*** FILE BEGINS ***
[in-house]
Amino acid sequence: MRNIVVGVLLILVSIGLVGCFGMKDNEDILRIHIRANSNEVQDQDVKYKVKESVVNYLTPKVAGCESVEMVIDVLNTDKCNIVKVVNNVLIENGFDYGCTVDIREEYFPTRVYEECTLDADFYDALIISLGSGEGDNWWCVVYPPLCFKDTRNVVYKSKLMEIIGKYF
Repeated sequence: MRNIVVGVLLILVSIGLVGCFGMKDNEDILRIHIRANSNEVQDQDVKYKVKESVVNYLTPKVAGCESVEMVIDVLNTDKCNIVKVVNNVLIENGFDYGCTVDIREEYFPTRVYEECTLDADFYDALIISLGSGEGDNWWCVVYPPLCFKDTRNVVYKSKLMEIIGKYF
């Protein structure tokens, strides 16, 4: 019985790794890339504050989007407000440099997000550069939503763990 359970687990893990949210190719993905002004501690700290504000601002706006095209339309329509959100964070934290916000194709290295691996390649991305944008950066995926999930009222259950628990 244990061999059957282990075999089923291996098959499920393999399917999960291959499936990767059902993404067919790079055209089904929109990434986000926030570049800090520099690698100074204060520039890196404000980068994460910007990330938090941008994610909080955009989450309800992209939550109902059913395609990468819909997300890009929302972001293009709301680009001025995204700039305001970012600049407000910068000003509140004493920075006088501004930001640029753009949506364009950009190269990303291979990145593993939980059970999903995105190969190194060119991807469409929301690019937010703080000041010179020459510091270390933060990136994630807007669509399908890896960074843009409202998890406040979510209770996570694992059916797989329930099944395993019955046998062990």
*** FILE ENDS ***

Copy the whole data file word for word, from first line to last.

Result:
[in-house]
Amino acid sequence: MRNIVVGVLLILVSIGLVGCFGMKDNEDILRIHIRANSNEVQDQDVKYKVKESVVNYLTPKVAGCESVEMVIDVLNTDKCNIVKVVNNVLIENGFDYGCTVDIREEYFPTRVYEECTLDADFYDALIISLGSGEGDNWWCVVYPPLCFKDTRNVVYKSKLMEIIGKYF
Repeated sequence: MRNIVVGVLLILVSIGLVGCFGMKDNEDILRIHIRANSNEVQDQDVKYKVKESVVNYLTPKVAGCESVEMVIDVLNTDKCNIVKVVNNVLIENGFDYGCTVDIREEYFPTRVYEECTLDADFYDALIISLGSGEGDNWWCVVYPPLCFKDTRNVVYKSKLMEIIGKYF
């Protein structure tokens, strides 16, 4: 019985790794890339504050989007407000440099997000550069939503763990 359970687990893990949210190719993905002004501690700290504000601002706006095209339309329509959100964070934290916000194709290295691996390649991305944008950066995926999930009222259950628990 244990061999059957282990075999089923291996098959499920393999399917999960291959499936990767059902993404067919790079055209089904929109990434986000926030570049800090520099690698100074204060520039890196404000980068994460910007990330938090941008994610909080955009989450309800992209939550109902059913395609990468819909997300890009929302972001293009709301680009001025995204700039305001970012600049407000910068000003509140004493920075006088501004930001640029753009949506364009950009190269990303291979990145593993939980059970999903995105190969190194060119991807469409929301690019937010703080000041010179020459510091270390933060990136994630807007669509399908890896960074843009409202998890406040979510209770996570694992059916797989329930099944395993019955046998062990």